Questions for 3/20?

Drop them here.

Conversation 9 comments

  • finley

    Premium Member
    19 March, 2020 - 4:37 pm

    <p>Wild speculation, but do you think with MS developing a speciality Android phone they may take the opportunity to put out a regular android handset if the Duo (or Neo – I get the two names confused) is not a complete failure? It could be the equivalent of the surface laptop.</p><p><br></p><p>Finley</p>

  • anoldamigauser

    Premium Member
    19 March, 2020 - 4:44 pm

    <p>With the addition of Skype integration, do you think that BWW will be taking another stab at using Teams?</p>

  • felipe.costa09

    19 March, 2020 - 5:20 pm

    <p>Hi Brad, hope everyone is healthy!</p><p><br></p><p>2 questions about Xbox Series X</p><p><br></p><p>1 – I saw the DigitalFoundry video about the parts of the console and looked to me very easy to mount and unmount the console, do you think MS will do something similar as we saw with Surface Hub 2X to be able to upgrade eventually the internal components?</p><p><br></p><p>2 – Do you think will be possible to use Bluetooth headphones with Series X, in case not why they don’t add this since making a lot of sense IMHO?</p>

  • thrustbucket

    19 March, 2020 - 6:48 pm

    <p>Brad,</p><p><br></p><p>It's clear that the full advantage of the velocity API and SSD will virtually require fully developing games around it's capabilities. But if you do that, how will those games work on older Xbox's?</p><p><br></p><p>Is Microsoft first party studios making two different versions of their games? One to use the SSD and one to not? Wouldn't development of Series X games be held back in this way? Most third party devs will not do this, and design their games to work well from slower hard drives.</p><p><br></p><p>Futhermore, what happens when you take Halo Infinity on our external hard drive and move it from your X1X to Series X? Does it upgrade it to an SSD only version? There are a lot of weird scenarios this Velocity SSD stuff brings up.</p><p><br></p><p><br></p>

  • carl.goette

    19 March, 2020 - 11:04 pm

    <p>Given the need for many to work from home, what equipment do you use for video switching between feeds? Is your setup appropriate for remote meeting presentations?</p>

  • Ingiomar Martina

    19 March, 2020 - 11:27 pm

    <p>Hi Brad, </p><p><br></p><p>We haven't heard about Lockhart this week which is weird cuz its GDC week and I feel like Lockhart is going to be an important asset to Xbox this generation and yet there is still no info at all about it. It hasn't even been in leaks that have accurately reported the Series X specs. What do you think is going on with it? </p><p><br></p><p>Also my name is pronounced In-djo-mar <img draggable="false" role="img" class="emoji" alt="?" src=""></p&gt;

  • unfalln

    20 March, 2020 - 1:48 am

    <p>Where's 2004? My workplace has been heavily focussing on Docker over the last couple of years (we're a small web-dev company) so WSL2 and Docker go a long way to allowing us to move development to home PCs (most devs only have Windows 10 Home at home). This has been particularly important with the recent Covid thing. Our only problem with rolling out procedures is that we're relying on the old MobyVM tech until 2004 release, but there's just no info about when we can start using WSL2 on Windows 10 Home without everyone having to jump on Insiders. Until then it's use *really* slow SMB mounts for project files or go full insane with some sort of Linux (which some of our devs have already done).</p>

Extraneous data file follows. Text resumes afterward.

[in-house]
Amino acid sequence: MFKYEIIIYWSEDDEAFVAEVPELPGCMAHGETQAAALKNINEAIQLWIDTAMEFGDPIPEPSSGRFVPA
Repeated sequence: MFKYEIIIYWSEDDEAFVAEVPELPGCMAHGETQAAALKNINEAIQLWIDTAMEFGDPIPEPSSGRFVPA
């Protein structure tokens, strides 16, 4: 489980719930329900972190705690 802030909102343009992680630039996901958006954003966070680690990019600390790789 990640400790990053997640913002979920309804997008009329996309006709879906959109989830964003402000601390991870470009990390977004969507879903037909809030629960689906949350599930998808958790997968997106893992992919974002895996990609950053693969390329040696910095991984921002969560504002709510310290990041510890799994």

• Usman

    Premium Member
    20 March, 2020 - 6:12 am

    <p>Looks like a was a little late in submitting my question last week ?, so will post them again but with some follow ups</p><p><br></p><p>are the new intel chips on the Neo, Intel's answer to ARM? They seem to follow the same big.LITTLE architecture that ARM uses. What happens to Windows on ARM if these intel chips deliver similar performance and battery life.</p><p><br></p><p>A few questions related to Xbox and xCloud</p><p><br></p><p>[LAST WEEK QUESTION]</p><p>Currently xCloud consists of Xbox One S motherboards in a server blade. Stadia and Nvidia use traditional blades with CPU and GPUs. Will the future of xCloud start using Xbox Series X motherboards or will they use traditional PC hardware?</p><p><br></p><p>[FOLLOW UP]</p><p>After the Series X reveals, it's shown the motherboard is split into I/O and compute boards. Is that a design choice to make it easier to put Series X Compute into server blades, where part of the board isn't necessary.</p><p><br></p><p>Secondly, could this be an additional manufacturing advantage / cost saving measure for when they bring out lockhart or a mid gen refresh as on the process lines, they only have to build the compute motherboards. </p><p><br></p><p>Final questions was the the streaming only console cancelled?</p><p><br></p><p><br></p>

  • team56th

    20 March, 2020 - 9:12 am

    <p>Hi Brad, Have you heard about when Microsoft plans to officially launch xCloud? Will it coincide with Series X launch?</p>


Stay up to date with the latest tech news from!

"*" indicates required fields

This field is for validation purposes and should be left unchanged.

Thurrott © 2023 BWW Media Group